All markets where you can buy or sell a product or contract are fundamentally auctions. The very basics of this idea are that current prices can be seen as fair with the market moving back and forth through accepted fair value or they can be seen as unfair and the market moves directionally ‘searching’ for fair value. What it really boils down to is that any market can be range-bound or it can trend and all markets move from one to the other and back again in various different timeframes. Using this principle, we can identify places where a market changes from one condition to the other or remains the same and therefore gain some context about how it might move given a certain reaction to this context. This reaction can be interpreted using candlestick formations. Merely spotting a formation and assuming it will always mean the same thing however, is never going to be as consistent as assessing each occurrence on its own contextual merits.

Here’s an example from Apple (AAPL) where I’ve simply highlighted a few different patterns:-

Clearly there are many more candlestick patterns within this snapshot, but for the purposes of this exercise I wanted to point out a few which clearly failed.

Let’s elaborate on the context of the same example. Here’s a zoomed out view AAPL over a longer period, just prior to the previous chart:-

Although there is a clear uptrend in force in the longer term, the reason I’ve noted that the trendline is only “possible” is due to the fact that it’s only touched twice up to this point. So it’s there to be aware of, although not necessarily to be used as a support line.

Moving forward in time and back into the first chart we looked at:-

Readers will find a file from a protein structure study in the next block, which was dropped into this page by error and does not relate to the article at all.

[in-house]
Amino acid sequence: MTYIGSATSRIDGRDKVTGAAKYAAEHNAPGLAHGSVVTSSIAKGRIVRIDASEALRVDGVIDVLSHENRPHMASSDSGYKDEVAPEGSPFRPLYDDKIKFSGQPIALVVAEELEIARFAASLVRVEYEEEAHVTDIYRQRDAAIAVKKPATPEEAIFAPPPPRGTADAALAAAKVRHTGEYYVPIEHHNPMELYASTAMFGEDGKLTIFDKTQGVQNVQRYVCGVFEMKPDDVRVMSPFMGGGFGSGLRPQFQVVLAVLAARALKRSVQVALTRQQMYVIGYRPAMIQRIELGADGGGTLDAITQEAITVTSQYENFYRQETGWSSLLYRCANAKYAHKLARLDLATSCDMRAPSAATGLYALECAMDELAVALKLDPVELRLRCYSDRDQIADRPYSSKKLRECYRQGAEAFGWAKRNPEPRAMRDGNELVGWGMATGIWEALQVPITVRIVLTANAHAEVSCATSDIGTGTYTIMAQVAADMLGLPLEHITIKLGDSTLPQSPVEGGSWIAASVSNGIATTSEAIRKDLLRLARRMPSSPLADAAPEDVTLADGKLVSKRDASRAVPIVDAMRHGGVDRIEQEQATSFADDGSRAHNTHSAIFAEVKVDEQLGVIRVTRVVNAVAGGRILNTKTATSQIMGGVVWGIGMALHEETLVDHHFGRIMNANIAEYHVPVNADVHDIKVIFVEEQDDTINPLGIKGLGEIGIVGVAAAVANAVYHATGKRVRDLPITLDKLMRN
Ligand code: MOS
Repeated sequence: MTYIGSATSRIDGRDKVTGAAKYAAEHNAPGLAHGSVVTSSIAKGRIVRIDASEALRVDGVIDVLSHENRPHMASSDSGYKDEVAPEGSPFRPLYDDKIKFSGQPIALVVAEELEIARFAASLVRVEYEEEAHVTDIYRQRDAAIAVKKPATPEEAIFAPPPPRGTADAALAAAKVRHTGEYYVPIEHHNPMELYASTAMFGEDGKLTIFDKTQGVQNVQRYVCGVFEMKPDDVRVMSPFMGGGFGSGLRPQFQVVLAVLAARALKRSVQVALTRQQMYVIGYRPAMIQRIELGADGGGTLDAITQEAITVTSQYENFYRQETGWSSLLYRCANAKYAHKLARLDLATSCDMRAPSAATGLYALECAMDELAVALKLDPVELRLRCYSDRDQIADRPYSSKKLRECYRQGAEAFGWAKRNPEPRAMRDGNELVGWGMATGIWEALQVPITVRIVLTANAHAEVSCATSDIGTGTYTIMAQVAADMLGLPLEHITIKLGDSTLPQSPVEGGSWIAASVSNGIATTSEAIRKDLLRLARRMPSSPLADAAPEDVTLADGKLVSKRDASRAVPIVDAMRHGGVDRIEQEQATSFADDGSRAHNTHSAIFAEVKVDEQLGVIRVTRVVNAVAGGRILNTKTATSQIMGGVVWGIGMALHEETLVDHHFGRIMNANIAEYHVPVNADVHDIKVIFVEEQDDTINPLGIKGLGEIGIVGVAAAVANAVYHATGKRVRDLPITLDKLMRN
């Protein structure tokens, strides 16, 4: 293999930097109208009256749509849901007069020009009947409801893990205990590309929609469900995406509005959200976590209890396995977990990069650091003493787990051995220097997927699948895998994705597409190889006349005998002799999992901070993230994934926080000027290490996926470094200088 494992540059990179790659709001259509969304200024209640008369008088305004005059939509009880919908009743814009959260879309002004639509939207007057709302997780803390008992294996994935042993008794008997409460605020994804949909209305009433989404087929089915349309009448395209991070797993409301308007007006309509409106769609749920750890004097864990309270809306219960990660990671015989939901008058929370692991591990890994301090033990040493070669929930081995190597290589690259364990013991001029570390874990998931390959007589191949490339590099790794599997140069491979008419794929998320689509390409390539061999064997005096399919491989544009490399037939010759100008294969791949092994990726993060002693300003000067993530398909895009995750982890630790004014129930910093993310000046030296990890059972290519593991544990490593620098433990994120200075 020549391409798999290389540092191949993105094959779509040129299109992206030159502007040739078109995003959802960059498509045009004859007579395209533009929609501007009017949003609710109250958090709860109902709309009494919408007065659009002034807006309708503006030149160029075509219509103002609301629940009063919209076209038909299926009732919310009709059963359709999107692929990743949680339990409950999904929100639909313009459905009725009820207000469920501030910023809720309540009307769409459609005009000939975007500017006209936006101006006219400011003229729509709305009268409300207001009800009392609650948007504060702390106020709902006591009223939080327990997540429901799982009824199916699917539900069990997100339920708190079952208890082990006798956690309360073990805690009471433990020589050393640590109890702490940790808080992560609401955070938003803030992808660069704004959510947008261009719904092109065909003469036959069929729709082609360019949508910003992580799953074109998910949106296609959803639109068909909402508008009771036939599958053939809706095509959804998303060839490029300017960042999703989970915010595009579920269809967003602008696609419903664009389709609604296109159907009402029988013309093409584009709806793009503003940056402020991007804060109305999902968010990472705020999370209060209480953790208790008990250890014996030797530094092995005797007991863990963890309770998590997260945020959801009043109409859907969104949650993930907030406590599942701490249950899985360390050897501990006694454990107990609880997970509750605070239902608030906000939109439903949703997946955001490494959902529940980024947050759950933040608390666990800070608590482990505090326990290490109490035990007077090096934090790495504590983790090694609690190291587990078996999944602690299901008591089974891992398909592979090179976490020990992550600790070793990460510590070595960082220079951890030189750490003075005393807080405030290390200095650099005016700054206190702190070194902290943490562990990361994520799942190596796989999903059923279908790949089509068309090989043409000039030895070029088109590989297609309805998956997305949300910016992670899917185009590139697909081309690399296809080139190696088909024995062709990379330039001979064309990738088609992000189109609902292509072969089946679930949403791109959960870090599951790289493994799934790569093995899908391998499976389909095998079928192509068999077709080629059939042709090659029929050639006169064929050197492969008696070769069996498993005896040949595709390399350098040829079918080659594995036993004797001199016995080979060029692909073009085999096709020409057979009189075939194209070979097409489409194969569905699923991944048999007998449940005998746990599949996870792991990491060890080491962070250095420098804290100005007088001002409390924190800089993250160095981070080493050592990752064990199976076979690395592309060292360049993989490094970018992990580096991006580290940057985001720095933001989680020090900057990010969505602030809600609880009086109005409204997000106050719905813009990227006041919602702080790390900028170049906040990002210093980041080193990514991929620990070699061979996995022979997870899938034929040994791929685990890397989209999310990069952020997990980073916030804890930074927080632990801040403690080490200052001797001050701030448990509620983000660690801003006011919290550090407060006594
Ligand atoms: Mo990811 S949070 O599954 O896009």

You can see much better now that once the short-term trend (green line) breaks, a range is established. You might have decided that actually it would be better as a pennant-like formation with a descending trendline from the top of the range. Even though you’ll probably notice that there are opportunities by doing this, I’m focusing on going with the long-term trend. Therefore what matters is where support is coming in and that the market has come into balance. Ranges can break or they can expand. Here, we see two expansions down. The first is followed by a decent move upwards and the second is followed by a test and break of the entire range in the opposite direction. Taking another look at the long-term picture:-

In the second expansion, you can clearly see that not only was the attempted downside range break a bullish hammer reversal candlestick, but also it completed or verified the potential long term trendline already in place. Using all of these ideas in combination to form broader context would have given a trader the confidence they needed to place a very good trade indeed. So when you trade with candlestick patterns, make sure you use them with technical context.

Trade well.

Simple & Logical Candlesticks

Many people believe that using candlesticks as an approach to trading is outdated and it can’t possibly extract profits consistently from the markets. I’m not sure that I agree with this view entirely. Personally I don’t see candlestick charting as a direct trading methodology at all, but what I often see is that by taking the standpoint that they don’t work, traders miss out on the strengths which candlesticks offer. Many if not all traders at some point will look at a candlestick chart (or its bar chart equivalent), if not to identify specific candlestick patterns to trade from, then to use as a reference for price history. Whilst so many look at these charts, many traders by not a having a solid understanding of what candlesticks really tell them, are missing out on the extremely useful information which is staring them right in the face.

So what’s this precious information which they show? Apart from the obvious OHLC (Open, High, Low, Close) data for each and every candlestick, they offer a glimpse at how the market has moved. This really is the most vital aspect of candlestick charting and whether or not you want to trade the specific named patterns, it allows you to monitor how the market is moving compared with your expectations.